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Finlay, born 1723, was the son of Morris Morrison of Ardmaree. Morris passed the tenancy to Finlay sometime before 1735. Finlay had at least two children, sons Morris and John. Finlay became grieve to Donald MacLeod, tacksman of Berneray.
In 1752 Finlay went with Roderick MacLeod and Angus Ferguson to find the North Uist tenants who had illegally gathered a heavy haul of seaweed landed at Port nan Long. They eventually arrived at the home of John MacDonald at Baile mhic Phail. They offered John the bribe of a load of seaweed from Berneray every time he informed them about Uist people taking seaweed from rocks belonging to Harris.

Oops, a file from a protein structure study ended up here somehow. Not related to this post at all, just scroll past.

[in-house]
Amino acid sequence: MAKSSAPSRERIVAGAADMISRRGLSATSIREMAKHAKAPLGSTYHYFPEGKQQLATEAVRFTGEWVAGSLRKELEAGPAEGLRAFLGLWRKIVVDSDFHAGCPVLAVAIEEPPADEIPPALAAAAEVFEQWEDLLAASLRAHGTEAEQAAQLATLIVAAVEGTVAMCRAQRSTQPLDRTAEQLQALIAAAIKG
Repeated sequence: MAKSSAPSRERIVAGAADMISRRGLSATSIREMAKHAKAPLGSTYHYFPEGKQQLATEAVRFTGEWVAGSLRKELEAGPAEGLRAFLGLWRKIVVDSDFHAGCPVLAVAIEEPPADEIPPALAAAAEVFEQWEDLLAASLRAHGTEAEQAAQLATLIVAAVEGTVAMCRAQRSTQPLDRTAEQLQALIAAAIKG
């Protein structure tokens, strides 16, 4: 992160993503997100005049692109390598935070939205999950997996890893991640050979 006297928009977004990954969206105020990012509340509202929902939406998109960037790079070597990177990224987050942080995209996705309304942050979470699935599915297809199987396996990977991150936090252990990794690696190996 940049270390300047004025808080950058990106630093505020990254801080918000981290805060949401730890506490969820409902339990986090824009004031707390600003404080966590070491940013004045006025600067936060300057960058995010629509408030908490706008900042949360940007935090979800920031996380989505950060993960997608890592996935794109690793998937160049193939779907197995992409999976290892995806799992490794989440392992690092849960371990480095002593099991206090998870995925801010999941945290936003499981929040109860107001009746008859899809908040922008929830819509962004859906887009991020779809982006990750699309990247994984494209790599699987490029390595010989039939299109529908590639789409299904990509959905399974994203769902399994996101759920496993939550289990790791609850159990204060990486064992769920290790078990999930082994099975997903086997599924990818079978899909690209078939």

Alick Morrison’s paper The Grianam Case goes on to explain:
Having discovered the culprits, the three detectives made their way to their homes and demanded a crown from each of them. They were, however, so hospitably entertained and supplied with drink that they returned home to Berneray empty handed.
In 1763, two further events took place concerning Grianam. One was an inspection of the boundary between Harris and North Uist by influential men of the area, accompanied by knowledgeable local men, including Finlay and his brother John. On another occasion he witnessed Uibhistich illegally taking seaware from the island. As a witness, Finlay provided evidence about these events when the Grianam Case finally went to court in 1770.